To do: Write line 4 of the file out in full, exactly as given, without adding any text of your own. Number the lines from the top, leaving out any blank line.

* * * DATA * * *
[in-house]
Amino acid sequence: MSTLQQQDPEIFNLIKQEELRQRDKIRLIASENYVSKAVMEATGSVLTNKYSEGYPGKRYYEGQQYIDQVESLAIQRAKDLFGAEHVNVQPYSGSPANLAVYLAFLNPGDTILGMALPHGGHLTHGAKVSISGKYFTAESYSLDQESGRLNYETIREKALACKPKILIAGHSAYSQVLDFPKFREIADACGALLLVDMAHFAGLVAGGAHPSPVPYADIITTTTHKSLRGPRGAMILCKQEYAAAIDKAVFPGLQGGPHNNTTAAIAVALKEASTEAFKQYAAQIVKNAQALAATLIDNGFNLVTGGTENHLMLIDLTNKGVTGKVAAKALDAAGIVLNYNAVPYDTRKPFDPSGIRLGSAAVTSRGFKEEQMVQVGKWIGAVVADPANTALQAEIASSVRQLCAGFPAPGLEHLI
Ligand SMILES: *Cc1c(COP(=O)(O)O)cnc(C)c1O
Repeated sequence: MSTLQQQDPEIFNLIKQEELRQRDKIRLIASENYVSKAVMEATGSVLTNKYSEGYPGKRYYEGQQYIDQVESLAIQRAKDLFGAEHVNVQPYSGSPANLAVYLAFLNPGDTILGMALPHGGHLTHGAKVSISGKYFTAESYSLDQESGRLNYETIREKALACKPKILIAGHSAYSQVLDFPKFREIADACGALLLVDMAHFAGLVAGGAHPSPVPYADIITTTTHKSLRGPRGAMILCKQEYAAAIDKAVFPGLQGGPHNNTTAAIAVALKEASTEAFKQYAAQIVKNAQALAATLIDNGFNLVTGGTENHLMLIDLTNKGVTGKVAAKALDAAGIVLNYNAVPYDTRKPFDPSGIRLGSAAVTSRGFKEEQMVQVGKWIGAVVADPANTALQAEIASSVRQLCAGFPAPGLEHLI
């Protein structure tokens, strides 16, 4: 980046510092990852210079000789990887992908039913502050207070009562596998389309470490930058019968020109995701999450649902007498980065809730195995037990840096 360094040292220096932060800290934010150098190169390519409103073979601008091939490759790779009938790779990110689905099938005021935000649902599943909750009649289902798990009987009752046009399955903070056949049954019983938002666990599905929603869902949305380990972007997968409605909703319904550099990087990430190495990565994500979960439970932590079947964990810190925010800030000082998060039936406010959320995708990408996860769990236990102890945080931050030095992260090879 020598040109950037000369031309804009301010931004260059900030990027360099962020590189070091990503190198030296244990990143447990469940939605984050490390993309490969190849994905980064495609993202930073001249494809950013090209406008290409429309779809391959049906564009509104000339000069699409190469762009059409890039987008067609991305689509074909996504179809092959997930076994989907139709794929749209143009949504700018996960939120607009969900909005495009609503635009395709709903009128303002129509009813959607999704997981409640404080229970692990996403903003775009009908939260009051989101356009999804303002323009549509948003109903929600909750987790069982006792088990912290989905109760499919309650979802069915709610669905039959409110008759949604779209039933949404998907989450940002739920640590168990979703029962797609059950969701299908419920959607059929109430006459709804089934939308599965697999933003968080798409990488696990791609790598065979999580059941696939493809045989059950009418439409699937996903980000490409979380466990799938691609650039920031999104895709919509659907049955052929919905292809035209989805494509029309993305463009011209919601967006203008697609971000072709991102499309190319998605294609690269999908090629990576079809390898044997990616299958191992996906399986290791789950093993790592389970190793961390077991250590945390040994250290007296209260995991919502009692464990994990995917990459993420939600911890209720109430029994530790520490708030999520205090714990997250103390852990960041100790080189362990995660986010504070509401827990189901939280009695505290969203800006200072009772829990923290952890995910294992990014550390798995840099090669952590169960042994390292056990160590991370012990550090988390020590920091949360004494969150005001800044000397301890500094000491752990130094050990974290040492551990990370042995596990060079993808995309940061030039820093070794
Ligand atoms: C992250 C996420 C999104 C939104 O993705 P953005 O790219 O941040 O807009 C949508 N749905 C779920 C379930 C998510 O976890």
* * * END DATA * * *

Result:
Repeated sequence: MSTLQQQDPEIFNLIKQEELRQRDKIRLIASENYVSKAVMEATGSVLTNKYSEGYPGKRYYEGQQYIDQVESLAIQRAKDLFGAEHVNVQPYSGSPANLAVYLAFLNPGDTILGMALPHGGHLTHGAKVSISGKYFTAESYSLDQESGRLNYETIREKALACKPKILIAGHSAYSQVLDFPKFREIADACGALLLVDMAHFAGLVAGGAHPSPVPYADIITTTTHKSLRGPRGAMILCKQEYAAAIDKAVFPGLQGGPHNNTTAAIAVALKEASTEAFKQYAAQIVKNAQALAATLIDNGFNLVTGGTENHLMLIDLTNKGVTGKVAAKALDAAGIVLNYNAVPYDTRKPFDPSGIRLGSAAVTSRGFKEEQMVQVGKWIGAVVADPANTALQAEIASSVRQLCAGFPAPGLEHLI